There were no differences in one-day mortality, 30-day readmission rates, or rates of discharge to skilled nursing facilities between hospital designation.
The study was not designed to identify which elements of a certified stroke center contribute to the mortality benefit and did not account for stroke severity. Results may not be generalizable beyond New York state.
Bottom line: Admission to an acute-stroke center is associated with a modest reduction in mortality.
Citation: Xian Y, Holloway RG, Chan PS, et al. Association between stroke center hospitalization for acute ischemic stroke and mortality. JAMA. 2011;305(4):373-380.
Mortality from MRSA Pneumonia Increases with Higher Vancomycin Minimum Inhibitory Concentration
Clinical question: Does vancomycin minimum inhibitory concentration (MIC) affect mortality due to healthcare-associated pneumonia (HCAP), ventilator-associated pneumonia (VAP), and hospital-acquired pneumonia (HAP) from methicillin-resistant Staphylococcus aureus (MRSA)?
Background: S. aureus is considered vancomycin-susceptible if the MIC is ≤2 mg/mL. Mortality from MRSA bacteremia increases as vancomycin MIC rises. The effect of higher vancomycin MICs on outcomes in MRSA pneumonia is not known.
Study design: Prospective cohort study.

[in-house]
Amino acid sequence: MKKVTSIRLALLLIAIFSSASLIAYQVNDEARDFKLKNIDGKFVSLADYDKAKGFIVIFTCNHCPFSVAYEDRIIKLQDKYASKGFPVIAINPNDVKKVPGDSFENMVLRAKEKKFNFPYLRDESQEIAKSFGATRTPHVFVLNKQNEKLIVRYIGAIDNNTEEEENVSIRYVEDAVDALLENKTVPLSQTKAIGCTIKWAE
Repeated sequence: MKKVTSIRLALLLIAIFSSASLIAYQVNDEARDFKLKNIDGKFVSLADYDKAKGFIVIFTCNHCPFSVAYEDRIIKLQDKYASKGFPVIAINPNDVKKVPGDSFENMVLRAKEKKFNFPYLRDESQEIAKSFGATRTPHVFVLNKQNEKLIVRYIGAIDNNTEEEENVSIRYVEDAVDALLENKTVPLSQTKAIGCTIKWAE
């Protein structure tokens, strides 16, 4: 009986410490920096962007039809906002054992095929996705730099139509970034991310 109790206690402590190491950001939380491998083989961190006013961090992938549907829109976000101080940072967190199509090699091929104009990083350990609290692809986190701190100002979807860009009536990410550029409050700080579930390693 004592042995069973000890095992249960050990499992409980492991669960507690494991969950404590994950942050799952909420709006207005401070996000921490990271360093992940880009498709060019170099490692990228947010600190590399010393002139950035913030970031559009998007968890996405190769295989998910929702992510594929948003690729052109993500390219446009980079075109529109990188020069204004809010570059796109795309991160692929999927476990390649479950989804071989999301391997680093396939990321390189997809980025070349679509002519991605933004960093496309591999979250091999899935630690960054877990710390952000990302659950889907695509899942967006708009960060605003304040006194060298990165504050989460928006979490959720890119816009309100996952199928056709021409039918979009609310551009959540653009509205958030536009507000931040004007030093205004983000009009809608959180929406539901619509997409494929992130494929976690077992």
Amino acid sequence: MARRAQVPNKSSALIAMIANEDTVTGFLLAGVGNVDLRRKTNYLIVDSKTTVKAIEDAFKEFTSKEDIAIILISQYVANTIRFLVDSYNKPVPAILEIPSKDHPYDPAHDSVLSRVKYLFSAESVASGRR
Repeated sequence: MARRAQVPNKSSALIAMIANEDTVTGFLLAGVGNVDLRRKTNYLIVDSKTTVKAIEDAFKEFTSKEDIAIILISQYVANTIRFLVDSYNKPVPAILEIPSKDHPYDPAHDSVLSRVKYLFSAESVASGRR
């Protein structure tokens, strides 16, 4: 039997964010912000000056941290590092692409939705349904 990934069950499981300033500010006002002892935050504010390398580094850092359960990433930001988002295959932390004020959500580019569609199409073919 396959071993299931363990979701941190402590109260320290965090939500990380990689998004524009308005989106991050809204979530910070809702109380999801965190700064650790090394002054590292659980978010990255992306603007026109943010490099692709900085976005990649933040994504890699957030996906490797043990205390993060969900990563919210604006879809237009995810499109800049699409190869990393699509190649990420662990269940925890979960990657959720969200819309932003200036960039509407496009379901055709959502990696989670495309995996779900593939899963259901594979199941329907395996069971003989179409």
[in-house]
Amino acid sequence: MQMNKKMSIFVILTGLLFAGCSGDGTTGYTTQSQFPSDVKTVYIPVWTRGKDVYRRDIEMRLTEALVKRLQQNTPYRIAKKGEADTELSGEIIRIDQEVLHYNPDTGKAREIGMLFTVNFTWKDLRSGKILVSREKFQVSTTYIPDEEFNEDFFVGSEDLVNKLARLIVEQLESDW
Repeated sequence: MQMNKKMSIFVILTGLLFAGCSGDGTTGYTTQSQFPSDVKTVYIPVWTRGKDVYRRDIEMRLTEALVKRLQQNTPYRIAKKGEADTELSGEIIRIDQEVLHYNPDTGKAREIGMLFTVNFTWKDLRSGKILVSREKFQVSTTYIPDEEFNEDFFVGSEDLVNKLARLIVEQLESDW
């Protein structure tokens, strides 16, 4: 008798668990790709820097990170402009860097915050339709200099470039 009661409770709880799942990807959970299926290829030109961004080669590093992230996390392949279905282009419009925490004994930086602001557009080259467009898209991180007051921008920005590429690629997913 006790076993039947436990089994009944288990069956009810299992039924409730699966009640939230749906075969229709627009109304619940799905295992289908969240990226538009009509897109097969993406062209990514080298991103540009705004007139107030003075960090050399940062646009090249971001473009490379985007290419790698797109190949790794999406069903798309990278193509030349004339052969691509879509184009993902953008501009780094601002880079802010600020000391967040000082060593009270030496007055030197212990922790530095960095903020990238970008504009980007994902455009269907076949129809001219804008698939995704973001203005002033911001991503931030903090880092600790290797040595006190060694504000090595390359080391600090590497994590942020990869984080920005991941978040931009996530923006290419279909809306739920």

Setting: Four academic centers in Kentucky, Ohio, Michigan, and Florida.
Synopsis: One hundred fifty-eight patients with HCAP, VAP, or HAP based on American Thoracic Society/Infectious Disease Society of American (ATS/IDSA) definitions and ≥1 MRSA-positive blood or respiratory culture were identified from the prospectively collected Improving Medicine through Pathway Assessment of Critical Therapy in Hospital-Acquired Pneumonia (IMPACT-HAP) database. All were treated with a regimen including vancomycin based on 2005 ATS/IDSA guidelines.
Vancomycin MIC was ≤1 mg/mL in 27% of MRSA isolates; 1.5 mg/mL in 55%; and ≥2mg/mL in 18%. Overall, all-cause 28-day mortality was 32%. After correcting for confounding factors, such as age and comorbid illnesses, all-cause 28-day mortality was higher in patients with higher vancomycin MICs (adjusted odds ratio of death 2.97 per 1 mg/mL increase in vancomycin MIC). Heteroresistance to vancomycin was present in 21% of MRSA isolates but was not associated with an increase in mortality.
Bottom line: Death due to MRSA HCAP, VAP, and HAP increases as the vancomycin MIC increases, even with MICs within the susceptible range.
Citation: Haque NZ, Zuniga LC, Peyrani P, et al. Relationship of vancomycin minimum inhibitory concentration to mortality in patients with methicillin-resistant Staphylococcus aureus hospital-acquired, ventilator-associated, or health-care-associated pneumonia. Chest. 2010;138(6): 1356-1362.